Andrew Whiten is Director of the Centre for Social Learning and Cognitive Evolution at the University of St Andrews and Director of the University's 'Living Links to Human Evolution' Research Centre in Edinburgh Zoo. His research interests are broadly in the evolution and development of social cognition, with a particular recent focus on social learning, tradition and culture in humans and in non-human primates.
Robert A. Hinde is formerly Royal Society Research Professor and Master, St. John's College, Cambridge, UK.
Kevin N Laland received his PhD from University College London in 1990 and is currently Professor of Biology at the University of St Andrews. His research employs both experimental and theoretical methods to investigate a range of topics related to animal (including human) behaviour and evolution, particularly niche construction, social learning, and gene-culture co-evolution. He is the author of over 170 scientific articles and 8 books.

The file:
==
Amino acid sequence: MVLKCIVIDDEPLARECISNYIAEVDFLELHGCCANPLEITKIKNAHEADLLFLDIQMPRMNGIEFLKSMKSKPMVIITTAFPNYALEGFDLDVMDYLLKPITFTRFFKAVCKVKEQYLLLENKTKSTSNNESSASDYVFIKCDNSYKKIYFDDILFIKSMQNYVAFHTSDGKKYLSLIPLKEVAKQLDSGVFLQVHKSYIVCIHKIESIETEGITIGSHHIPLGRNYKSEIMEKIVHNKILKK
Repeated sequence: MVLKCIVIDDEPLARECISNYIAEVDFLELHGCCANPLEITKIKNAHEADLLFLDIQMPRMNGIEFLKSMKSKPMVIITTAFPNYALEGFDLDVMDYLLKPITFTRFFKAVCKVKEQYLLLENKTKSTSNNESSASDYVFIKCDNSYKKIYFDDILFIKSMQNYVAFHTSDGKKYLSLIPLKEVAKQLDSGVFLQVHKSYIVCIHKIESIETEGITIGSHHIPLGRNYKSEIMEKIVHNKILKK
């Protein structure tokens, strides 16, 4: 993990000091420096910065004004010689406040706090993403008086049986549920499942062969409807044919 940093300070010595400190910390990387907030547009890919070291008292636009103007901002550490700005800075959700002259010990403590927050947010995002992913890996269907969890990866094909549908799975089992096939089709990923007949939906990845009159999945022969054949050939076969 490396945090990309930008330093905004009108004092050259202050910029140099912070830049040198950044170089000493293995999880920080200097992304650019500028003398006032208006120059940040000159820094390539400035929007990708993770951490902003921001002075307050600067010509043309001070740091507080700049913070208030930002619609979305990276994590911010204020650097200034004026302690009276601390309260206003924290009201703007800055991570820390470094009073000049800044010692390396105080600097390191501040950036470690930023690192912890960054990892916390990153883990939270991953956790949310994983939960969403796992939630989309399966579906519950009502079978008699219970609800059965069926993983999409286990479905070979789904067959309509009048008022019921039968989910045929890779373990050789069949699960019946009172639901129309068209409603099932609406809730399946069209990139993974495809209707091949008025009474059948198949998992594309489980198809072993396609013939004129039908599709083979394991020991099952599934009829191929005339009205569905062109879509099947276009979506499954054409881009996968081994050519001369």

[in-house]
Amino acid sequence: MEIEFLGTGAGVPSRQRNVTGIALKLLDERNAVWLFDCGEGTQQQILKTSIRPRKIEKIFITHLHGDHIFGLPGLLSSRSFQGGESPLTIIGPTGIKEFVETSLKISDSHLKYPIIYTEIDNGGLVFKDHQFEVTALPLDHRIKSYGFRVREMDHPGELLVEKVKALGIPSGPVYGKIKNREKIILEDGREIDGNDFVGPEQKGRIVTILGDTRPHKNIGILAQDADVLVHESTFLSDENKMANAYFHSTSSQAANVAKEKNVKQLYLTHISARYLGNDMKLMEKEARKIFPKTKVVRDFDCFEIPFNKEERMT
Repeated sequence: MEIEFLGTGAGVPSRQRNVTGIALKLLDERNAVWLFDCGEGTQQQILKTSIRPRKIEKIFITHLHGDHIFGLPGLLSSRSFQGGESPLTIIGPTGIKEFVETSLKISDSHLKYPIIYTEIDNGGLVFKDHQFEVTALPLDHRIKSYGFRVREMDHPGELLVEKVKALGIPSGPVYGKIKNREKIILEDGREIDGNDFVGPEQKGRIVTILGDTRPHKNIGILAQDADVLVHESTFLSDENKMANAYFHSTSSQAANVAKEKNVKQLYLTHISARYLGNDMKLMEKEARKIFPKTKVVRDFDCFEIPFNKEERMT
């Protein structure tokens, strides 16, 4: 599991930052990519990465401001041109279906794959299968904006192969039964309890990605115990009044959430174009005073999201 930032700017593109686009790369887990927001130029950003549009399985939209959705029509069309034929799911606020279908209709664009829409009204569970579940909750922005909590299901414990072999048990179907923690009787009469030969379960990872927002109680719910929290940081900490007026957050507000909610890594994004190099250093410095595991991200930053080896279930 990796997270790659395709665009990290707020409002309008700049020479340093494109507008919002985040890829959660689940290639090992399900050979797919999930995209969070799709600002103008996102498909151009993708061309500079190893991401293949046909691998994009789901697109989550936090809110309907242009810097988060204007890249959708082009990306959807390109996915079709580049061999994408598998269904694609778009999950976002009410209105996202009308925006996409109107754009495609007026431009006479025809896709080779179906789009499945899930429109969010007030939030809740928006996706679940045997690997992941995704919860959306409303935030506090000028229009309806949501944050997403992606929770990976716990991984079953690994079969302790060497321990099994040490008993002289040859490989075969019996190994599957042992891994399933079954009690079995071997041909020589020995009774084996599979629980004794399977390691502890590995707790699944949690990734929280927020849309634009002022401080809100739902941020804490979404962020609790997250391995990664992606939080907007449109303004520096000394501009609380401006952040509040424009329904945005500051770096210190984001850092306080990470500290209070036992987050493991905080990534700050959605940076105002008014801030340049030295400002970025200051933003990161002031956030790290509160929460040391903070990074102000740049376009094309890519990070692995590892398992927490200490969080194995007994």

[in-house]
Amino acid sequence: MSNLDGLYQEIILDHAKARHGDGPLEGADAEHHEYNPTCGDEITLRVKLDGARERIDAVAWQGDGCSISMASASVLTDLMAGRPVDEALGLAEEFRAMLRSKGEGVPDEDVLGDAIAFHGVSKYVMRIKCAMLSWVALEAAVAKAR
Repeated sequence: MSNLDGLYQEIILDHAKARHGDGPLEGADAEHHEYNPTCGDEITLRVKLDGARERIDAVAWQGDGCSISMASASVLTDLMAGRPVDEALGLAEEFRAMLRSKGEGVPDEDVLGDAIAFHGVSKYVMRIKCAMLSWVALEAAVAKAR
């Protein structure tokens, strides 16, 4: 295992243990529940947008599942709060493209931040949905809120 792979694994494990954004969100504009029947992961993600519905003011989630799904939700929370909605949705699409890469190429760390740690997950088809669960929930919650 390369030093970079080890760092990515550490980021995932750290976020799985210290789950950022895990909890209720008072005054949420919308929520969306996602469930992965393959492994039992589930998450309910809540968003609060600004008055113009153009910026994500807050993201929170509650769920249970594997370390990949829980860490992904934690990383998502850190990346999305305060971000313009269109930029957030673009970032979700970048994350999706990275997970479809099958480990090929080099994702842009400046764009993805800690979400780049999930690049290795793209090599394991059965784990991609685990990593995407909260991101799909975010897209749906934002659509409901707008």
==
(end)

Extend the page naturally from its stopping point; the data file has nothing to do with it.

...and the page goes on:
Professor Chris Stringer has worked at the Natural History Museum since 1973, and is now Research Leader in Human Origins and a Fellow of the Royal Society. His early research concentrated on the relationship of Neanderthals and early modern humans in Europe, but through his work on the 'Out of Africa' theory of modern human origins, he now collaborates with archaeologists, dating specialists and geneticists in attempting to reconstruct the evolution of modern humans globally.
His recent books include The Complete World of Human Evolution (2005, with Peter Andrews), and Homo britannicus (2006), which was shortlisted for the Royal Society Prize.
He has excavated at sites in Britain, Gibraltar, Morocco and Turkey, and is currently leading the Ancient Human Occupation of Britain project in its third phase (AHOB3), which began in October 2009, funded by the Leverhulme Trust. AHOB is a major collaborative project to reconstruct the pattern of the earliest human colonisations of Britain and Europe.